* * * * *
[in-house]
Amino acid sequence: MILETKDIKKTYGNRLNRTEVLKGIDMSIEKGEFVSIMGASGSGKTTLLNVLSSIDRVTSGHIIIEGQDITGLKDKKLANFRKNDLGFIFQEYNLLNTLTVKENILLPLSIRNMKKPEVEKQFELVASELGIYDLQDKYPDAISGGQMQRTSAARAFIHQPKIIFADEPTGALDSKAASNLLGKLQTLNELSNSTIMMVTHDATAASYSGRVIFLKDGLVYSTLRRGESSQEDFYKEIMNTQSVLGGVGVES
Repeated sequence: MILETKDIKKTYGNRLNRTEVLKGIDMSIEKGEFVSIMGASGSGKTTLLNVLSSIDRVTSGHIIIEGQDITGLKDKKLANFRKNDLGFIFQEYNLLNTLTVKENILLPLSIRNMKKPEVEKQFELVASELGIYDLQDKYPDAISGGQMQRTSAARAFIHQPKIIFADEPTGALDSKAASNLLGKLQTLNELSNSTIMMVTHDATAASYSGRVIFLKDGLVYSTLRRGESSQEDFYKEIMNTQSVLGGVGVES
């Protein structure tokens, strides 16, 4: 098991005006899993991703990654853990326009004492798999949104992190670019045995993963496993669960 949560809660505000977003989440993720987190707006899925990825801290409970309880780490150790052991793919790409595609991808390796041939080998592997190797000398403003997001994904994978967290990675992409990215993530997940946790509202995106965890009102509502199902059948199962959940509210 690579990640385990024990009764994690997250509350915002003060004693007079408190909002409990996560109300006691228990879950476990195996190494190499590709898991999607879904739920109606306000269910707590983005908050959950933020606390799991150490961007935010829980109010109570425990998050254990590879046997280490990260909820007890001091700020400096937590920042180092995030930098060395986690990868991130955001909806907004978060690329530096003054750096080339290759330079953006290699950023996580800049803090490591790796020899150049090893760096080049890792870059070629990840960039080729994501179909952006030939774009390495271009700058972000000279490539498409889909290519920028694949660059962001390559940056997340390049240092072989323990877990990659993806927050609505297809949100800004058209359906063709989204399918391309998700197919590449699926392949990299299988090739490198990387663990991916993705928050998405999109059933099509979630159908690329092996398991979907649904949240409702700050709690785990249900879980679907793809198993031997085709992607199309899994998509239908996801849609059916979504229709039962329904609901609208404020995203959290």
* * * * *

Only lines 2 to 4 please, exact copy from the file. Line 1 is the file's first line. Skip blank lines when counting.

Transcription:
Amino acid sequence: MILETKDIKKTYGNRLNRTEVLKGIDMSIEKGEFVSIMGASGSGKTTLLNVLSSIDRVTSGHIIIEGQDITGLKDKKLANFRKNDLGFIFQEYNLLNTLTVKENILLPLSIRNMKKPEVEKQFELVASELGIYDLQDKYPDAISGGQMQRTSAARAFIHQPKIIFADEPTGALDSKAASNLLGKLQTLNELSNSTIMMVTHDATAASYSGRVIFLKDGLVYSTLRRGESSQEDFYKEIMNTQSVLGGVGVES
Repeated sequence: MILETKDIKKTYGNRLNRTEVLKGIDMSIEKGEFVSIMGASGSGKTTLLNVLSSIDRVTSGHIIIEGQDITGLKDKKLANFRKNDLGFIFQEYNLLNTLTVKENILLPLSIRNMKKPEVEKQFELVASELGIYDLQDKYPDAISGGQMQRTSAARAFIHQPKIIFADEPTGALDSKAASNLLGKLQTLNELSNSTIMMVTHDATAASYSGRVIFLKDGLVYSTLRRGESSQEDFYKEIMNTQSVLGGVGVES
């Protein structure tokens, strides 16, 4: 098991005006899993991703990654853990326009004492798999949104992190670019045995993963496993669960 949560809660505000977003989440993720987190707006899925990825801290409970309880780490150790052991793919790409595609991808390796041939080998592997190797000398403003997001994904994978967290990675992409990215993530997940946790509202995106965890009102509502199902059948199962959940509210 690579990640385990024990009764994690997250509350915002003060004693007079408190909002409990996560109300006691228990879950476990195996190494190499590709898991999607879904739920109606306000269910707590983005908050959950933020606390799991150490961007935010829980109010109570425990998050254990590879046997280490990260909820007890001091700020400096937590920042180092995030930098060395986690990868991130955001909806907004978060690329530096003054750096080339290759330079953006290699950023996580800049803090490591790796020899150049090893760096080049890792870059070629990840960039080729994501179909952006030939774009390495271009700058972000000279490539498409889909290519920028694949660059962001390559940056997340390049240092072989323990877990990659993806927050609505297809949100800004058209359906063709989204399918391309998700197919590449699926392949990299299988090739490198990387663990991916993705928050998405999109059933099509979630159908690329092996398991979907649904949240409702700050709690785990249900879980679907793809198993031997085709992607199309899994998509239908996801849609059916979504229709039962329904609901609208404020995203959290």